Ukraine launches operation to root out separatists
by Anadolu Agency
Apr 16, 2014 - 12:00 am GMT+3
by Anadolu Agency
Apr 16, 2014 12:00 am
A long-awaited anti-terror operation to root out pro-Russian separatists in the east of the country was launched, Ukraine's acting President Oleksandr Turchynov told parliament
KIEV — Speaking at parliament yesterday, Ukraine's acting president, Oleksandr Turchynov said troops would be deployed to northern Donetsk near the Russian border. He did not provide precise details, saying only that it would be conducted in a "responsible" and "balanced" manner."
The goal is to protect citizens from terrorists who are trying to tear this country apart," Turchynov told parliamentarians.
The insurgents, demanding broader autonomy from Kiev and closer ties to Russia, continued occupying government, police and other administrative buildings in eastern cities despite the expiration on Monday of an ultimatum to lay down their weapons.
A spokesman for the separatists confirmed government forces opened fire on pro-Russian activists in the eastern city of Slavyansk, causing several injuries. He added that the so-called "self-defense forces" were preparing for a wider attack.
In Beijing, Russian Foreign Minister Sergei Lavrov said that any action against pro-Russian protesters by the Ukrainian government would undermine highly anticipated four-party talks in Geneva set for Thursday.
Lavrov denied Russia was seeking to undermine the talks between Ukraine, Russia, the United States and the European Union, Russia's Interfax news agency quoted him as saying.
He added claims that Russia was organizing anti-government protests in southeastern Ukraine were "nonsense," the agency reported.
"We appreciate Beijing's measured and impartial stance on the Ukrainian crisis, as well as China's manifest understanding of all its manifold aspects, including the historic ones," Lavrov said in an interview published on Tuesday by the official China Daily newspaper.
After meeting Lavrov, Foreign Minister Wang Yi said China welcomed talks in Geneva and was optimistic that a negotiated political solution will be found. "The justified rights and wishes of various regions and ethnic groups in Ukraine should be taken into account," Wang said.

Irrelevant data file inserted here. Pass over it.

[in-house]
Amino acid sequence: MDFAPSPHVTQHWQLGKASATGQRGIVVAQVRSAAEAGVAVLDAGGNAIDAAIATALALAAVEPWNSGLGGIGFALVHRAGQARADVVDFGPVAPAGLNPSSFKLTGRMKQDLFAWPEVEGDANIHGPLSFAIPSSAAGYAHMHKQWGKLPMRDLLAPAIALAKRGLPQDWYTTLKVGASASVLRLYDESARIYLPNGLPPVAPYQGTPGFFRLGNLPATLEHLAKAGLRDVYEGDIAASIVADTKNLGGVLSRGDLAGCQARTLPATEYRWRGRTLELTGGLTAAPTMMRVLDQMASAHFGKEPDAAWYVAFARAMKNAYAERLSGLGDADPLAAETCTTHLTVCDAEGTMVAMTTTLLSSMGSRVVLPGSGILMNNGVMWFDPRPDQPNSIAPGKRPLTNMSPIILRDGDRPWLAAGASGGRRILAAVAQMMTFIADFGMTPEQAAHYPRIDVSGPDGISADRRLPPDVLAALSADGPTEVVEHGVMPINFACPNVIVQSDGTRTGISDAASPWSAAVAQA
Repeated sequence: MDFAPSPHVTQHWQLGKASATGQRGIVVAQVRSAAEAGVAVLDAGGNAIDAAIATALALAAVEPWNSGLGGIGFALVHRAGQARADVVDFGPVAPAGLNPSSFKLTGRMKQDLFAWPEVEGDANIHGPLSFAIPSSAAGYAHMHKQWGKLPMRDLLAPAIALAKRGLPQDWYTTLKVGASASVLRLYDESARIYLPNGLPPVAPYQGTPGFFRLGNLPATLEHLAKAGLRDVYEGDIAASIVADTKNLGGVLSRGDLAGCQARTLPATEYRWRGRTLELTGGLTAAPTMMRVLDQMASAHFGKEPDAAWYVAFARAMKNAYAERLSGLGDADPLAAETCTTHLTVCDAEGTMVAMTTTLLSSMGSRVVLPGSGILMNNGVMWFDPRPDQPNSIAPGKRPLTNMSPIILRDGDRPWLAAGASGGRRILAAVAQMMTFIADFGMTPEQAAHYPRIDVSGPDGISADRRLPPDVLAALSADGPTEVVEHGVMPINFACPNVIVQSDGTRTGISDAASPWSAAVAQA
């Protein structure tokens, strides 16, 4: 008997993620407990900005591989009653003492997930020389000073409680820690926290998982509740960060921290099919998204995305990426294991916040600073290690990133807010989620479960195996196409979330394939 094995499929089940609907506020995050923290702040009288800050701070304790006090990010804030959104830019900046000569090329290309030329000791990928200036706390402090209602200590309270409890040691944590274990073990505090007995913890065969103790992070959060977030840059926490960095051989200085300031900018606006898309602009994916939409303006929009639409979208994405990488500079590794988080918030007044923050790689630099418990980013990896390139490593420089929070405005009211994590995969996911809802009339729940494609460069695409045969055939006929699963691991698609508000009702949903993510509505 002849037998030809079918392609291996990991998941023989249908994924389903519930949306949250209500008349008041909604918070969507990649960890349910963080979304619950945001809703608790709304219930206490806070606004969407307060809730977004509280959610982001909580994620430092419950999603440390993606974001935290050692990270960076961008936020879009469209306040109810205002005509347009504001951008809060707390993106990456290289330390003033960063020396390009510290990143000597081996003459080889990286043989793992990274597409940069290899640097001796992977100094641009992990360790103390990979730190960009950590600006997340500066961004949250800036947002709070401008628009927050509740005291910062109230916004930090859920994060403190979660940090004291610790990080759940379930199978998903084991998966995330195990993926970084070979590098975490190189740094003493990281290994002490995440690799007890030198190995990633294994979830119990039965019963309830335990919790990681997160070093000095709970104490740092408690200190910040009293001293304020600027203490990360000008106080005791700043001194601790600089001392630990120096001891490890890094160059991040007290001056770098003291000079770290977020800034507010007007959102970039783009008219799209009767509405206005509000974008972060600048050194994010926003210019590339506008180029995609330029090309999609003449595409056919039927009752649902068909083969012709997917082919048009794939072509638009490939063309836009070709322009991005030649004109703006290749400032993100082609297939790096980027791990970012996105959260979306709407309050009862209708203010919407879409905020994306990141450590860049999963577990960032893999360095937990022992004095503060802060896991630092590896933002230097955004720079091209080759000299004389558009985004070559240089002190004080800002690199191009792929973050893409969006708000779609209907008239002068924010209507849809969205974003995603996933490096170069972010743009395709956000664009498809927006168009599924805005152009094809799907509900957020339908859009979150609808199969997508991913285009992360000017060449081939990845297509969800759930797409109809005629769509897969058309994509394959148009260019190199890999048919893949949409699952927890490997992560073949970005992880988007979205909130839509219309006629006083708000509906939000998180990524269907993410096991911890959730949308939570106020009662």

U.S. Senator John McCain urged the U.S. government to supply weapons to the Ukrainian government. "They do not even have defensive armor ... they do not have so much equipment that they are badly in need of," he said in the Estonian capital, Tallinn. "And for us not to do that is absolutely inexcusable and shameful behavior and I am embarrassed that we do not give them what they need to defend their country."
NATO Secretary General Anders Fogh Rasmussen was due to discuss the impact of the Ukrainian crisis on European security with EU defense ministers in Luxembourg.
Czech Defense Minister Martin Stropnicky ruled out intervention by the military alliance but advocated a "firm" EU response given his country's proximity to the crisis.
He acknowledged the difficulty of finding a unified position in the bloc, saying that the "perception" of the crisis is "different in the south of Europe and in the north of Europe."
German Defense Minister Ursula von der Leyen called for "level-headedness" ahead of highly anticipated four-party talks. She said the meeting with Rasmussen would be "a clear sign" of unity.
Germany should remove a pair of World War II-era Soviet tanks standing on pedestals next to Berlin's Brandenburg Gate in protest at Russia's actions in Crimea and Ukraine, Germany's best-selling newspaper Bild said on Tuesday.
Launching a petition to get rid of the two green T-34 tanks that have stood in front of the Soviet war memorial since it was built in 1945, Bild and Berlin tabloid B.Z. urged readers to send letters of protest to parliament against the war symbols.
The memorial, where about 2,000 of the 80,000 Soviet troops were killed in the climactic battle of World War II for Berlin, is 200 meters west of the Reichstag parliament building.
A tourist attraction, it is one of three Soviet war memorials in Berlin.
Monday, U.S. President Barack Obama told Russian President Vladimir Putin that the United States preferred a diplomatic solution to the crisis in Ukraine but blasted Russia for taking actions that were not "conducive" to such a path. "The president made clear that the diplomatic path was open and our preferred way ahead, but that Russia's actions are neither consistent with or conducive to that," a senior administration official said about the call between the leaders.
Obama told Putin that Kiev made "real offers" to address concerns about the decentralization of powers to local governments in the country, the official said and added, "That is a matter for Ukrainians to decide… We have always and will continue to support an inclusive process." The official said the call, described as "frank and direct," came at the request of the Russians.